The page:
Erawan National Park

National Park in Kanchanaburi Province

Image by Prasit photo Getty Images

Splashing in cerulean pools under Erawan Falls is the highlight of this 550-sq-km park. Seven tiers of waterfall tumble through the forest, and bathing beneath these crystalline cascades is equally popular with locals and visitors. Reaching the first three tiers is easy; beyond here, walking shoes and some endurance are needed to complete the steep 2km hike (it's worth it to avoid the crowds in the first two pools). There are hourly buses from Kanchanaburi (50B, 1½ hours).

Bring a swimming costume (and cover-up T-shirt) but be aware you're sharing the bathing area with large, nibbling fish; monkeys have been known to snatch swimmers' belongings. Level four has a natural rock slide and level six usually has the fewest swimmers. Buggies (adult/child 30/15B) can transport people with limited mobility to the first level. Picnickers, be aware that you can't take food and drink to level three or beyond. Bottles of water are permitted but to prevent littering, visitors are asked to register bottles and leave a 20B deposit (which is returned when you show the bottle on your way back down).

Elsewhere in the park, Tham Phra That is a cave with a variety of shimmering limestone formations. Geologists find the caves of interest due to a clearly visible fault line. Contact the visitor centre before driving the 12km out there and a guide will meet you with paraffin lamps. There are several other fantastic caves in the park, but they're currently closed to the public.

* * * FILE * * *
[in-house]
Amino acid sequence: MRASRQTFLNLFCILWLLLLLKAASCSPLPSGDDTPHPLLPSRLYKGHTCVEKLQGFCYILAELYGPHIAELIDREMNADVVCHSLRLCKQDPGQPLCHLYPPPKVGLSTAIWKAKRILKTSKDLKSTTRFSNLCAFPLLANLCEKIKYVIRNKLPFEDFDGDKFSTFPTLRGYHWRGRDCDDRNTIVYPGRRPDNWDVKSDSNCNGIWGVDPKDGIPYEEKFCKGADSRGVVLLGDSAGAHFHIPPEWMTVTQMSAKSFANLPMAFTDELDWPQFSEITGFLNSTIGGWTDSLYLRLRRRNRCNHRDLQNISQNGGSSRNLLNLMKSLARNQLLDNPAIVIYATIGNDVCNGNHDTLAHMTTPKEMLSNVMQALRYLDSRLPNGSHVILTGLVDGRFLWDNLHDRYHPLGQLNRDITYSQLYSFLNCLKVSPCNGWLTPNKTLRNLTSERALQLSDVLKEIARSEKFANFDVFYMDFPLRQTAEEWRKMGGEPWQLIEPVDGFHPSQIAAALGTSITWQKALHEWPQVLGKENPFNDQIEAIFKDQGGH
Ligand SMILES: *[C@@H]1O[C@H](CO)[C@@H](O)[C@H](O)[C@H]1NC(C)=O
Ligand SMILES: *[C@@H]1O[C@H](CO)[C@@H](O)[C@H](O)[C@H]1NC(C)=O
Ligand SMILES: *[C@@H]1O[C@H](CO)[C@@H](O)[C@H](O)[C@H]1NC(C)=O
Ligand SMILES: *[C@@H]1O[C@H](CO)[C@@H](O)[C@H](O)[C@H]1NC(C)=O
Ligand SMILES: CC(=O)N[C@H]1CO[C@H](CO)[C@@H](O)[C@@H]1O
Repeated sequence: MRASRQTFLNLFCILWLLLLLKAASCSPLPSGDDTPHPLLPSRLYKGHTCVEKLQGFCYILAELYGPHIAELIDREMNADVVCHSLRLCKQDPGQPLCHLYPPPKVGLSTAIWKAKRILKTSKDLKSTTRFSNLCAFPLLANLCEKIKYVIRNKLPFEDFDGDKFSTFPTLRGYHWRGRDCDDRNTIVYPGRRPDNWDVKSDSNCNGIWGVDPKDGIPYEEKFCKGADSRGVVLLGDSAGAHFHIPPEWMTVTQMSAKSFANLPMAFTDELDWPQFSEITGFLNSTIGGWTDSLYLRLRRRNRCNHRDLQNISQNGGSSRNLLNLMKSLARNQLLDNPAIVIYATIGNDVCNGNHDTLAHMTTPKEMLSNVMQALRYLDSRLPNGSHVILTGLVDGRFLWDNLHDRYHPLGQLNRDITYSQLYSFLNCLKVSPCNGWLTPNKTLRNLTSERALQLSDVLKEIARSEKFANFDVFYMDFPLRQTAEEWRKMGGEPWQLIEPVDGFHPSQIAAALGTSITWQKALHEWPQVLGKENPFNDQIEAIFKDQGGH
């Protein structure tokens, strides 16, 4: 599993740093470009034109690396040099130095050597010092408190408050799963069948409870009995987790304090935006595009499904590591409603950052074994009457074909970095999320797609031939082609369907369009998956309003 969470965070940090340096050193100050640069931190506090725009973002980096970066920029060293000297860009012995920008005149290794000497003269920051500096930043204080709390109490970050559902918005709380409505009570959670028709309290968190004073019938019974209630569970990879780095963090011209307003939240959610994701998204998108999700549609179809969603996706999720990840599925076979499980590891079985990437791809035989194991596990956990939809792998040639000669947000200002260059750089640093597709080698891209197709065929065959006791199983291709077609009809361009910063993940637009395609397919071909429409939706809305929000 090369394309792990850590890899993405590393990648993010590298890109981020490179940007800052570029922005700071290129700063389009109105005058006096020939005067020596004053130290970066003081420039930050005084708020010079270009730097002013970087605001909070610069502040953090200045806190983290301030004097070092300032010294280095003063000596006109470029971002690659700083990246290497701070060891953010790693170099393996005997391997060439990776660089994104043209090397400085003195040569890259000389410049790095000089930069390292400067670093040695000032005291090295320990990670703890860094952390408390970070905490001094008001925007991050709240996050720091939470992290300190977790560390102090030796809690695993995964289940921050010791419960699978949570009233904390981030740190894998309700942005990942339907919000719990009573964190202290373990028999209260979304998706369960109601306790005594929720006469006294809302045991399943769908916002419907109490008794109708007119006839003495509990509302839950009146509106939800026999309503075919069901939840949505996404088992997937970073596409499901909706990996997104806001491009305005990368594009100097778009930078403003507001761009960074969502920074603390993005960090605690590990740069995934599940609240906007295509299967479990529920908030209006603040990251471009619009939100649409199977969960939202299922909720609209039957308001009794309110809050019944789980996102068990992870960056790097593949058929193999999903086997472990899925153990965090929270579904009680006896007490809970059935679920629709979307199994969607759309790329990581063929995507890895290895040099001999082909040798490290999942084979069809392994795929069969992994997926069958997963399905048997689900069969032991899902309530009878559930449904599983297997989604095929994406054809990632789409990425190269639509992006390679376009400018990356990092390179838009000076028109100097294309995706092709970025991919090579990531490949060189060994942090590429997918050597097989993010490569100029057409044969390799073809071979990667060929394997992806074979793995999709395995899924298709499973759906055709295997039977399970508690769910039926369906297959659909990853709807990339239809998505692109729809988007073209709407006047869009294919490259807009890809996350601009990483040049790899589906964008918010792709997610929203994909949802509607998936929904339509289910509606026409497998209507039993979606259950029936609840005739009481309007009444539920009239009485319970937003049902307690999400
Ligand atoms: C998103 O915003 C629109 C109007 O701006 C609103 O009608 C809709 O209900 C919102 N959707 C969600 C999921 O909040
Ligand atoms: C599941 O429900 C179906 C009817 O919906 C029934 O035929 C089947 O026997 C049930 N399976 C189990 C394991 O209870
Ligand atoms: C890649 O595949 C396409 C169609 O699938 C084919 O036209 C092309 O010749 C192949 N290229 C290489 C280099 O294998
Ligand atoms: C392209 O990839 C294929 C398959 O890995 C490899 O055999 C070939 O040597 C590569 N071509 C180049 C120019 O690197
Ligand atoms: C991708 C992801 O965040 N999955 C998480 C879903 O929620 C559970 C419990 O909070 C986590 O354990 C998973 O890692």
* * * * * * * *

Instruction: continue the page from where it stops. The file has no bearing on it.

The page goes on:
The park was named for Erawan, the three-headed elephant of Hindu mythology, whom the top tier is thought to resemble. Mixed deciduous forest covers over 80 per cent of the park, but there's also dry evergreen and dry dipterocarp forest and big swathes of bamboo. Tigers, elephants, sambar deer, gibbons, red giant flying squirrels, king cobras and hornbills call the park home, but they don't frequent the waterfall area and you're unlikely to see them along the park's limited trails.

From the visitor centre, Mong Lay Dry Trail only takes an hour; for something more taxing, embark on the 5km Khao Hin Lan Pee Trail, a three-hour walk that takes you to the falls' fifth tier.

Park bungalows sleep between two to eight people. Tent hire is 150B to 300B; if you bring your own tent, there's a 30B fee.

From Kanchanaburi, buses (50B, 1½ hours) run hourly from 8am to 5pm and go right to the visitor centre. The last bus back to town is at 4pm, and on weekends it will be packed. Touts at the bus station will try to talk you into hiring a private driver instead of taking the bus, but this isn't necessary.